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Oscar Vault Monday – To Kill A Mockingbird, 1962 (dir. Robert Mulligan)


1962 is a tough year to talk about because two of the greatest and most beloved films of all-time came out that year: Lawrence of Arabia and To Kill A Mockingbird; both were nominated for Best Picture. I feel the need to mention a few other amazing films from that year that weren’t up for the top prize: Birdman Alcatraz, Days of Wine and Roses, Whatever Happened to Baby Jane?, Long Day’s Journey Into Night, Sweet Bird of Youth, The Manchurian Candidate and Lolita. Also four films that I haven’t yet seen, but have been meaning to: Divorce Italian Style, Last Year At Marienbad, Through a Glass Darkly and The Miracle Worker. The other three films nominated for Best Picture that year were: The Longest Day, The Music Man and Mutiny on the Bounty. I love The Longest Day and have yet to see The Music Man, but I must say the 62 remake of Mutiny on the Bounty has not aged well at all and is waaaay longer than it has any right to be. I guess my point is that 1962 was one heck of year for film and you owe it to yourself to get to know some (if not all) of these great films. This is not a “the Academy got it wrong” post; this is a “how were they even able to choose?!” post. To Kill A Mockingbird was nominated for eight Academy Awards and won three: Best Score, Best B&W Cinematography, Best B&W Art Direction (won), Best Adapted Screenplay (won), Best Supporting Actress Mary Badham, Best Director, Best Actor Gregory Peck (won), Best Director and Best Picture.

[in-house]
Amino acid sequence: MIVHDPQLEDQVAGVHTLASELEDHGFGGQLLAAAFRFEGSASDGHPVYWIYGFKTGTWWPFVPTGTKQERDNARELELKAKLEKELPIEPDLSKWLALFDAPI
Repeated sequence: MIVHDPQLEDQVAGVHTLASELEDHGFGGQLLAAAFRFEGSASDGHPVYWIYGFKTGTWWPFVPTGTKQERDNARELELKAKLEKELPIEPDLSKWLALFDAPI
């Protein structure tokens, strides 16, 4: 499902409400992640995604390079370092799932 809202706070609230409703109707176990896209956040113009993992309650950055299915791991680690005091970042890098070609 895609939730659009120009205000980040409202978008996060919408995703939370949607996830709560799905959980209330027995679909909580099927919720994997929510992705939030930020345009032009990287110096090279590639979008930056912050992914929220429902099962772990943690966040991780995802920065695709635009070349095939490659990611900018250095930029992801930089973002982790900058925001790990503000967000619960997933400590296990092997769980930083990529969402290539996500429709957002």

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Movie Quote of the Day – To Kill A Mockingbird, 1962 (dir. Robert Mulligan)


Atticus Finch: You never really understand a person. . .until you consider things from his point of view.
Scout: Sir?
Atticus Finch: Until you climb inside of his skin and walk around in it.
Scout: But if I keep going to school, we can’t ever read anymore.
Atticus Finch: Scout. . .do you know what a compromise is?
Scout: Bending the law?
Atticus Finch: Uh. . .no. It’s an agreement reached by mutual consent. Now. . .here’s the way it works. You concede the necessity of going to school, we’ll keep right on reading the same every night. . .just as we always have. That a bargain?